Making IT happen
Plan your time wisely. This is one of the most critical steps of attending a Federal IT conference. Prior to the conference, look up what speakers, booths or sessions the conference has to offer and decide ahead of time what opportunities would be the most beneficial to you.
Large conferences often have many different sessions that you can attend and, usually, it’s impossible to make them all. So be sure to pick sessions that are of interest to you, that show a range of topics and that will have you ending the day learning something new.
It is equally important to make sure you are well prepared beforehand. Have your elevator pitch nailed down and your business cards packed and ready to go.
Pro tip, set aside comfortable shoes to wear to the event. Trust me, you will be on your feet the majority of the day and the last thing you want is to be thinking about your feet.
You’ve decided to go to the event, and you’ve prepared ahead of time. Now it’s time to make sure you execute effectively.
Think about why you are attending the conference and what you hope to achieve by being there.
From there, prioritize your goals; whether that be networking with new accounts, pitching your work, learning about new developments in the field, or a mixture of all three. Even if you’ll be doing a combination of the three, make sure you know which is most important to you and your current career so that you are better able to allocate your time to achieve your goals while you’re there.
Pro tip, Smile! You can get bogged down and overwhelmed thinking about all you hope to accomplish during the day. Be a friendly and approachable smile that draws people to you.
Network. Network. Network. Conferences are set up in a way that lends itself to new opportunities to build relationships.
Having a good conversation? Schedule a lunch meeting. Meet someone new? Give them your business card. If there is someone you’ve been wanting to connect with or have connected with previously that you want to continue the conversation with while at the conference, shoot them an email prior to the event and set a time to grab lunch while you’re there.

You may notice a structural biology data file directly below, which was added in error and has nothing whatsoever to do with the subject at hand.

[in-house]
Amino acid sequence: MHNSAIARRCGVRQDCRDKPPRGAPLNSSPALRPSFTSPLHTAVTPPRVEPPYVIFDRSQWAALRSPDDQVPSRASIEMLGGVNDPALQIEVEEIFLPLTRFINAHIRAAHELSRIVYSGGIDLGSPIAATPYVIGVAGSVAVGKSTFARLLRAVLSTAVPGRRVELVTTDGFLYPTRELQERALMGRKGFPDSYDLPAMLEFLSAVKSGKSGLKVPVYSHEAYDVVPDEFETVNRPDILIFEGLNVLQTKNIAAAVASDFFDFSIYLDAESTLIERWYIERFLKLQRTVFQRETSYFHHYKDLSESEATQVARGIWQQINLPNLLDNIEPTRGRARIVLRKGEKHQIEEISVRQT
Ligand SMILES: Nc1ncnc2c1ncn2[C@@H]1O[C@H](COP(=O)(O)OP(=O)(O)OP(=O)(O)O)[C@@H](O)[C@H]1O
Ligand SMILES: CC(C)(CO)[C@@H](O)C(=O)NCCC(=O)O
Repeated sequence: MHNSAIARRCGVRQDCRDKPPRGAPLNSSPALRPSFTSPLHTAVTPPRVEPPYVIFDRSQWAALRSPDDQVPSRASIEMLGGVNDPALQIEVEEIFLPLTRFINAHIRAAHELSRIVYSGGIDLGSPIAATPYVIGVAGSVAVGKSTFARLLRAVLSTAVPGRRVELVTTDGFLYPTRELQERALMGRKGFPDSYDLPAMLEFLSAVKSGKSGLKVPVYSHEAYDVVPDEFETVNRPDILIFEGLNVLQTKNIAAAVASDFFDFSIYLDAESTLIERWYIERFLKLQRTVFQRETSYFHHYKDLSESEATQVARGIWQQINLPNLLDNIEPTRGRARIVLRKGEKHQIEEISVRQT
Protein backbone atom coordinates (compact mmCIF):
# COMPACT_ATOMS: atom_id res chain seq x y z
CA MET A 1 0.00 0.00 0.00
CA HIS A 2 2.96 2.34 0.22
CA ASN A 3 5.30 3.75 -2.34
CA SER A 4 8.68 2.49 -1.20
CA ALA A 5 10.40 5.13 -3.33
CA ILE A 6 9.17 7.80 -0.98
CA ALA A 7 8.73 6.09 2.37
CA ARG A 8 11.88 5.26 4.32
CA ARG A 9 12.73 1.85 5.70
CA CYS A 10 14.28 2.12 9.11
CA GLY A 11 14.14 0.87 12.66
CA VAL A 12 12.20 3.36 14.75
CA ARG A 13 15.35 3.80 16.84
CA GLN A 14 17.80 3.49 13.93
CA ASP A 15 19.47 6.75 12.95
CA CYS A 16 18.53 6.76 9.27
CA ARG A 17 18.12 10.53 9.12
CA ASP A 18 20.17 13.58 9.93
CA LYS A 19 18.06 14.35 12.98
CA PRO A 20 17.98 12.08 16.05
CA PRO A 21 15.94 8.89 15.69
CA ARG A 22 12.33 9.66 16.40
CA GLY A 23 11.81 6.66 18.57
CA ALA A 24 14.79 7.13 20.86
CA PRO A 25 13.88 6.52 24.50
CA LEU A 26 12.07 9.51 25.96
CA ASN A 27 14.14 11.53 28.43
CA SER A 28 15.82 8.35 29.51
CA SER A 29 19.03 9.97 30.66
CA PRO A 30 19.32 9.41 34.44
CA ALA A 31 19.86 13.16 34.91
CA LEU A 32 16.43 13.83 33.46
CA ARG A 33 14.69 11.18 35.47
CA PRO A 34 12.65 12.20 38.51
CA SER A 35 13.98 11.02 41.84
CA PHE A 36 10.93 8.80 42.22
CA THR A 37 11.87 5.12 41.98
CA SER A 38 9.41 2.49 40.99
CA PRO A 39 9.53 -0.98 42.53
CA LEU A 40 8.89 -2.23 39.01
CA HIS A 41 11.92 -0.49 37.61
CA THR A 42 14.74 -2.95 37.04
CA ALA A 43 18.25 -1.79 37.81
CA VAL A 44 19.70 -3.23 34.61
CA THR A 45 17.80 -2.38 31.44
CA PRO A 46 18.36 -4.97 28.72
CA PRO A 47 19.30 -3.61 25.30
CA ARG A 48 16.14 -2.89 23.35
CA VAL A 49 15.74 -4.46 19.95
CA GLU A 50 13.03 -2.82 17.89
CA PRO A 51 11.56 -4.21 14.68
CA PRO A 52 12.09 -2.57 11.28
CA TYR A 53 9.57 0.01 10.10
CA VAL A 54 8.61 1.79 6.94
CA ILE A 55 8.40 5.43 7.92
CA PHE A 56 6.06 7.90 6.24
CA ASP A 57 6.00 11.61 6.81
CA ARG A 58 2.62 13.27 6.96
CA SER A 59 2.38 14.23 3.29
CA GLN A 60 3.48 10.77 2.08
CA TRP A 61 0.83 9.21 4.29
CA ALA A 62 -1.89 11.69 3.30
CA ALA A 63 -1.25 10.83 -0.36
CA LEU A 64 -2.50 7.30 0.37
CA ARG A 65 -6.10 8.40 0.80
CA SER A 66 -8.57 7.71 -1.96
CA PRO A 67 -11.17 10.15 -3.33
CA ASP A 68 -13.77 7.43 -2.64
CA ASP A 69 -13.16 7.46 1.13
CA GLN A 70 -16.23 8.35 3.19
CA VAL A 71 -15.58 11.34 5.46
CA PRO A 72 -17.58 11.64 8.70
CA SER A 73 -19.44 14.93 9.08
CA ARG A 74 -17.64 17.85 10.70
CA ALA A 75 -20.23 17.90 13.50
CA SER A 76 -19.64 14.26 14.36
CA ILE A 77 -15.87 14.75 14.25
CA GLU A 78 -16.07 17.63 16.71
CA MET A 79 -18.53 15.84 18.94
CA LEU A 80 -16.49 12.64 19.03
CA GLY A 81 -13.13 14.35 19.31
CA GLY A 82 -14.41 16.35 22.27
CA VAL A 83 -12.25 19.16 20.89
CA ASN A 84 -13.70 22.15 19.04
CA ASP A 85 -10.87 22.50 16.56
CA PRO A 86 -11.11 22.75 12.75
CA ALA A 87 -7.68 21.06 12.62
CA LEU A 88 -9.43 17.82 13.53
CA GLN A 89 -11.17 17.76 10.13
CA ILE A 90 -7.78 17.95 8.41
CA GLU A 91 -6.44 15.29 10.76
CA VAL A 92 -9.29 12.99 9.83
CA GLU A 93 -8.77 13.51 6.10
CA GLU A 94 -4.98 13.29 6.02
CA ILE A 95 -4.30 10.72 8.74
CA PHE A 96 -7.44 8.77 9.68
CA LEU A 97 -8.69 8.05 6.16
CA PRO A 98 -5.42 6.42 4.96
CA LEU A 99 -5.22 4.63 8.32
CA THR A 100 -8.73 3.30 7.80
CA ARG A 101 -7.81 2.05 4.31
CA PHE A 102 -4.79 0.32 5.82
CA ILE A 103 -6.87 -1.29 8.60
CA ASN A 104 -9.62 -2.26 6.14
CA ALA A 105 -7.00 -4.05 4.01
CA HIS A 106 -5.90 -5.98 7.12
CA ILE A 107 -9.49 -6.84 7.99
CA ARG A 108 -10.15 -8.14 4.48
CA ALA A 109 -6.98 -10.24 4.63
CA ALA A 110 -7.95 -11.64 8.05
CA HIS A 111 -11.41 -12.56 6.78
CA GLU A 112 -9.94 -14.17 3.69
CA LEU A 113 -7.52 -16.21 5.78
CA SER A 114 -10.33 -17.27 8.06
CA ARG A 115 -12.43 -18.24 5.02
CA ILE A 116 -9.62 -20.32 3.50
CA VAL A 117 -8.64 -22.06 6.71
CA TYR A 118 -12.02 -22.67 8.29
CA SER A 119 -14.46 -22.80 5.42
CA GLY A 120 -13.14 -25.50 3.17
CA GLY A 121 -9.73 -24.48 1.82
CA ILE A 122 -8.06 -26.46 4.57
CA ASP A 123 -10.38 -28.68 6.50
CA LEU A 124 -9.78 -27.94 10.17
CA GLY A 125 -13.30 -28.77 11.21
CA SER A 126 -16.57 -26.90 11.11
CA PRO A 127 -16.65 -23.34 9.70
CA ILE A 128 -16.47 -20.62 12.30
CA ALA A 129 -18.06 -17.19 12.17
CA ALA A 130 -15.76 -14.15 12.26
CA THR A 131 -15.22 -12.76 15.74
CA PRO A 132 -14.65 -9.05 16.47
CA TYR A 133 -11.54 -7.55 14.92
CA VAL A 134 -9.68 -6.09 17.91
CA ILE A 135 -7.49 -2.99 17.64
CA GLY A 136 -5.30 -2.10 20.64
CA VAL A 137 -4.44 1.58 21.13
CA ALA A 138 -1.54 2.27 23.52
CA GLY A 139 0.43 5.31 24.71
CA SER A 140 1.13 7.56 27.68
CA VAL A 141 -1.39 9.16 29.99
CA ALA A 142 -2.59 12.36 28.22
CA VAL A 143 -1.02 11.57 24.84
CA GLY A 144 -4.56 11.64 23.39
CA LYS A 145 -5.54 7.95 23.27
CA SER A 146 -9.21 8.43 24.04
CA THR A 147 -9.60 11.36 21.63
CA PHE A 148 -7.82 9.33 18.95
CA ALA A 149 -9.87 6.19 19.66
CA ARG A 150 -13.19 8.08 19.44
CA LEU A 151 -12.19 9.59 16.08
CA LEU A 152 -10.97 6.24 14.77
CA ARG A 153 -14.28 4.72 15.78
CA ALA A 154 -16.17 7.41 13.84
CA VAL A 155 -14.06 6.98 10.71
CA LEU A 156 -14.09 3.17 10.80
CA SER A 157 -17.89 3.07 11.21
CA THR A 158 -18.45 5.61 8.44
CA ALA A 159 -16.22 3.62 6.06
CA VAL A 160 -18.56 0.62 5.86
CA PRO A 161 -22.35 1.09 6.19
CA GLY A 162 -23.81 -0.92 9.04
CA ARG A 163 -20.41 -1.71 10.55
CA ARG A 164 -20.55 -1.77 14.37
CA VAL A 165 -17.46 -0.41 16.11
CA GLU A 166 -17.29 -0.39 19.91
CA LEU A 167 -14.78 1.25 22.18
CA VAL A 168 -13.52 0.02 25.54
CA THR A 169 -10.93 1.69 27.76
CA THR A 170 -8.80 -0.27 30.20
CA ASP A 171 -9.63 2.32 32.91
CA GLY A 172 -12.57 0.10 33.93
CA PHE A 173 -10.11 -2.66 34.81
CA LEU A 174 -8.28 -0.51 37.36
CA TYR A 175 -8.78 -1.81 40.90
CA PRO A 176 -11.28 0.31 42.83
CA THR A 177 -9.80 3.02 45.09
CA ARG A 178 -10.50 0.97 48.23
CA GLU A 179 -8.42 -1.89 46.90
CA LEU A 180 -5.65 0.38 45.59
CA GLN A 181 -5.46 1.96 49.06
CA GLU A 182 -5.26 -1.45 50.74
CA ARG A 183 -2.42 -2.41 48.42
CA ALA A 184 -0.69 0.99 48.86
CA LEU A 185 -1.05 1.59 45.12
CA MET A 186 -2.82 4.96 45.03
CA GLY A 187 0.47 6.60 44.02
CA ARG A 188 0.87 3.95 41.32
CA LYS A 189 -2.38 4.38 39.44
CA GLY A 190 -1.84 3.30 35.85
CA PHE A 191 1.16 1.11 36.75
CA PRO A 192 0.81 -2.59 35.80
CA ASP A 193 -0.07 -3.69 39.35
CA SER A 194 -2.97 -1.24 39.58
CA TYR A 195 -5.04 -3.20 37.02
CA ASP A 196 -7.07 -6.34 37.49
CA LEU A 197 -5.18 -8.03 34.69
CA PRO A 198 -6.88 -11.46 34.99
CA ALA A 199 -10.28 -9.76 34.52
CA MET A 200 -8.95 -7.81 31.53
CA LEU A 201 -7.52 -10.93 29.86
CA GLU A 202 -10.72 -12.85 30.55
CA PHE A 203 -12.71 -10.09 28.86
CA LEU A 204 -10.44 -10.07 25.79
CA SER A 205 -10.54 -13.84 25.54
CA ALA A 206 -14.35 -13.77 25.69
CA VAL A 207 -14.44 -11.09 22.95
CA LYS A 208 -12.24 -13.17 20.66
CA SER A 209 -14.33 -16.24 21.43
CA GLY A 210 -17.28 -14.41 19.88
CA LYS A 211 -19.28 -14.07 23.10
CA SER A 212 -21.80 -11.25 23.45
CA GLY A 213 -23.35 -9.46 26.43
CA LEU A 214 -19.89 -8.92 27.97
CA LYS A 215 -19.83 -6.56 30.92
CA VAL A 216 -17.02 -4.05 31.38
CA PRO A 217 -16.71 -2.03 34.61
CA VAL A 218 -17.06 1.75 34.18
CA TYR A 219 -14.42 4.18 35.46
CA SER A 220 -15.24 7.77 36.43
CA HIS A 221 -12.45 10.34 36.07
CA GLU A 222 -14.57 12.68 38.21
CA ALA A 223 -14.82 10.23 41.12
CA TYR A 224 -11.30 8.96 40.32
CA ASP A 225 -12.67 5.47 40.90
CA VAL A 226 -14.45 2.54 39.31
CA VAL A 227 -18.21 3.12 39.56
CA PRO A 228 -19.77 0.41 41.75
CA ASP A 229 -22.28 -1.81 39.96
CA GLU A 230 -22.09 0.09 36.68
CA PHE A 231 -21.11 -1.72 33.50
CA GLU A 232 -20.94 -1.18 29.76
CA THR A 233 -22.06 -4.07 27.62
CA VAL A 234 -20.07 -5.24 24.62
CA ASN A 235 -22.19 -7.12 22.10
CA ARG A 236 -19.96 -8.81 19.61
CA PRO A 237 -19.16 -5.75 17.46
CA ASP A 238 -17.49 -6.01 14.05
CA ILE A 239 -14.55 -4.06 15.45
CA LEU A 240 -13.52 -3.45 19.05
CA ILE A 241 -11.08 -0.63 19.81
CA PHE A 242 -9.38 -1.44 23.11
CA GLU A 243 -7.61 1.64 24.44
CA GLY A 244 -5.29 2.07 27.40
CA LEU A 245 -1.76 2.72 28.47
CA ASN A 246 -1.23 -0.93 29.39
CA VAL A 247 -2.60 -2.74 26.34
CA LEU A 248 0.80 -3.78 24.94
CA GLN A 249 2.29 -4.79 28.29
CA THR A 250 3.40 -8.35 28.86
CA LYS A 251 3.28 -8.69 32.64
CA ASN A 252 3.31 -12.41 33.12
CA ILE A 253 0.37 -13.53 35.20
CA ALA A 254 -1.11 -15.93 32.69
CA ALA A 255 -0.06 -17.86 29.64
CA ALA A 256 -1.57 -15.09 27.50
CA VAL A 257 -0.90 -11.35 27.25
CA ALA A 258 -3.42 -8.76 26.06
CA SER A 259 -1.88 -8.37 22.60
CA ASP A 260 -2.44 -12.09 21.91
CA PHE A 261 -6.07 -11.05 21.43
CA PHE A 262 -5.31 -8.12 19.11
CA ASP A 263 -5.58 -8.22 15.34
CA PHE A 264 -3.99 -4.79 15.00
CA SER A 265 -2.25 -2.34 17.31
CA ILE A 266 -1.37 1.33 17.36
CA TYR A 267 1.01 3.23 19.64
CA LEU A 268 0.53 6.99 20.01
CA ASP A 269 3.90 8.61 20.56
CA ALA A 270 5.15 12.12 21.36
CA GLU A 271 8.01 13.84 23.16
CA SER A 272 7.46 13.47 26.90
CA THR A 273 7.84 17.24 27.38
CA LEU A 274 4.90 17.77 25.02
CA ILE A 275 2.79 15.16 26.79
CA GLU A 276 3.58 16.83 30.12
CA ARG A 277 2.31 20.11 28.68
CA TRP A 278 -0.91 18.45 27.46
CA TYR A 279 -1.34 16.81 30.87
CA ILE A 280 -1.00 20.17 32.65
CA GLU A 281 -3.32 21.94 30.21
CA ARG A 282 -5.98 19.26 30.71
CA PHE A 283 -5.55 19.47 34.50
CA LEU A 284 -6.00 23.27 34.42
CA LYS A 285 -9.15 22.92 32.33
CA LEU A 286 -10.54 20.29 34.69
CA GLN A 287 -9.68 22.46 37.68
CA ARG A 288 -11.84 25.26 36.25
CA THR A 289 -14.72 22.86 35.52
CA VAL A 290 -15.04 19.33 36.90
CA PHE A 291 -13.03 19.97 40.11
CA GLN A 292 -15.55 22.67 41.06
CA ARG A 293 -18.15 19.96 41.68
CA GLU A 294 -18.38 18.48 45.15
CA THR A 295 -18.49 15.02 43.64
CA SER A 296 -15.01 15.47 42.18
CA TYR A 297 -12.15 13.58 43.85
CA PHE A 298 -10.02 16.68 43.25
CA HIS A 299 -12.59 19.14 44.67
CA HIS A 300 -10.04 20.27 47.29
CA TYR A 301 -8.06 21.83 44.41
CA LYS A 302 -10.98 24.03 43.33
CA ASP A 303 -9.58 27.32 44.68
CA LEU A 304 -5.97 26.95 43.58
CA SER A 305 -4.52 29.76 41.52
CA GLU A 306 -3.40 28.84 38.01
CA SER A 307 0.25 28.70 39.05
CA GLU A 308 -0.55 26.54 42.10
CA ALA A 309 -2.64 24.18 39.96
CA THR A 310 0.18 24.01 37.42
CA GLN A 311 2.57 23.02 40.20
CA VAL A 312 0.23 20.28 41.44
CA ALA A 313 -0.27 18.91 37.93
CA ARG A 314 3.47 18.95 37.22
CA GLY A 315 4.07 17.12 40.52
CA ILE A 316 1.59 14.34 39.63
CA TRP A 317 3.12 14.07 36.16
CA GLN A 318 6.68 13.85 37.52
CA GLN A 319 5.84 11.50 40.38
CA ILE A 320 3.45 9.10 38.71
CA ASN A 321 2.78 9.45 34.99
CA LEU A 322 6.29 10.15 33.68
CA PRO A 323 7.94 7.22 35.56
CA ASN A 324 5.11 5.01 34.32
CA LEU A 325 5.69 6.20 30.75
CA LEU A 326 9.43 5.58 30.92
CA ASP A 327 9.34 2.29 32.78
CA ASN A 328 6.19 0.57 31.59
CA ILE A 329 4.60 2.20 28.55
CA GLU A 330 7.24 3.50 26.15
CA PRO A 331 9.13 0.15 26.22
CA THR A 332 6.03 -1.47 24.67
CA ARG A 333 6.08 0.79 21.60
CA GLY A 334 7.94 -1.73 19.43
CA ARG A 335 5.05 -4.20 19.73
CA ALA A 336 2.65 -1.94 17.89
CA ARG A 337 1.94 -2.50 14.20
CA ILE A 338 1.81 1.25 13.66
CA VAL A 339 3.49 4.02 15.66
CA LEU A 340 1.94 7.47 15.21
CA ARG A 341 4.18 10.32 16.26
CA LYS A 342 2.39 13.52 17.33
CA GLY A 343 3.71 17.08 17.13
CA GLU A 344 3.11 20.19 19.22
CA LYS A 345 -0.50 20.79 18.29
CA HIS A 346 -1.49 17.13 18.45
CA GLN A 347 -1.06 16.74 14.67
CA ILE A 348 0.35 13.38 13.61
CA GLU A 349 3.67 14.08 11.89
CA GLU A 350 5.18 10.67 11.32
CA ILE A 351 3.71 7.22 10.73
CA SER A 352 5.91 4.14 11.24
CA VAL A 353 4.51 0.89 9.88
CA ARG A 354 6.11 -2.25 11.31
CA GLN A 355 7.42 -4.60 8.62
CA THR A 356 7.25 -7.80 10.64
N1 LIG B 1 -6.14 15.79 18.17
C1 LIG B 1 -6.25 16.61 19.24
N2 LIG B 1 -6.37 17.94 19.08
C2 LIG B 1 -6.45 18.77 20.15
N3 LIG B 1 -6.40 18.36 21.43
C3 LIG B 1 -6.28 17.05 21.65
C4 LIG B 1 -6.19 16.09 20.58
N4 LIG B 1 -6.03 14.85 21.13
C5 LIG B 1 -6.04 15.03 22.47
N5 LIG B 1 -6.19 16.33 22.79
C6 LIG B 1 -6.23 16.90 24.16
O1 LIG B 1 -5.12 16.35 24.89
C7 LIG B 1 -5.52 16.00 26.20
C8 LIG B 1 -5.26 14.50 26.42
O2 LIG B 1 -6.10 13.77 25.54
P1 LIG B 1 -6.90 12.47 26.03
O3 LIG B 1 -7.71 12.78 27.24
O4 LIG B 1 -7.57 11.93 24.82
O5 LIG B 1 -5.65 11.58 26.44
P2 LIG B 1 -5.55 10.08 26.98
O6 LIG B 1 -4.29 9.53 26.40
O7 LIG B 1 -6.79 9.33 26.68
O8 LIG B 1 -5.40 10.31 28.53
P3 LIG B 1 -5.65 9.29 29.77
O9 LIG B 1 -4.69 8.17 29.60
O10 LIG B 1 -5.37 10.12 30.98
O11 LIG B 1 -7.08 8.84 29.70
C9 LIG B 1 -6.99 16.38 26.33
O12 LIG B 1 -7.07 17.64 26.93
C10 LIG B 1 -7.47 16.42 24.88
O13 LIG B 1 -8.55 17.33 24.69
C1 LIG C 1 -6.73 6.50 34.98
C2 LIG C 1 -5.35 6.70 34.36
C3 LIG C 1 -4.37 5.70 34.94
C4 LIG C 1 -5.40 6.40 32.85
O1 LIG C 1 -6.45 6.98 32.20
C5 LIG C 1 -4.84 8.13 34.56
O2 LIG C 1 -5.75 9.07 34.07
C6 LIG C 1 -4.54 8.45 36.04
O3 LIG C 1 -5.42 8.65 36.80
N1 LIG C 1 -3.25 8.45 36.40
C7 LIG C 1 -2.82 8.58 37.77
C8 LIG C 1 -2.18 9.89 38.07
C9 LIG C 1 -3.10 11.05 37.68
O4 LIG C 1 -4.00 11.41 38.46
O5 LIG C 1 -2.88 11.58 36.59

Now with all that is going on during the day, don’t forget about common courtesy. We all work in the field and know that we often sell to sellers. Respect the sellers selling their solutions to their prospects. Politely excuse yourself when a prospect enters their booth space.
Pro tip, always be on you’re A-game. Most conferences have charging stations. It’s a great place to strike up conversation while you both wait for your phone to charge.
This may not be something you’ve thought of doing or even really want to do, but trust us, you’ll thank us later.
With so many new faces, fresh conversations, and people talking a million miles a minute, it’s going to be hard to remember every person and conversation you had during the day. Make quick notes of meaningful conversations and key takeaways from sessions you listened to.
In addition, write down any follow-ups you want to do either with someone you networked with or a speaker on a topic. These notes will make it that much easier to jog your memory and give you specific to-do’s when you get to work the next day.
Pro tip, if carrying around a notebook all day isn’t your forte, jot the notes down in your phone. Even something as simple as “Joe Shmoe: Schedule meeting at end of month” will significantly help you remember when it’s time to follow through on your goals for the day.
Just because the conference is over, doesn’t mean your job is done. Following up is critical to the overall achievement of your goals.
Start by sending LinkedIn requests to everyone you encountered during the day. Then, within a week of the event, send personal follow-ups to everyone you met to let them know you enjoyed your conversation. And finally, set up phone calls or face-to-face meetings with anyone you specifically want to continue the conversation and build a relationship with.
Pro tip, once all is said and done, make sure to monitor those emails requesting meetings and follow up if you don’t hear back right away. People are busy and emails get overlooked, but a friendly reminder could be just what they needed to get that meeting on the calendar.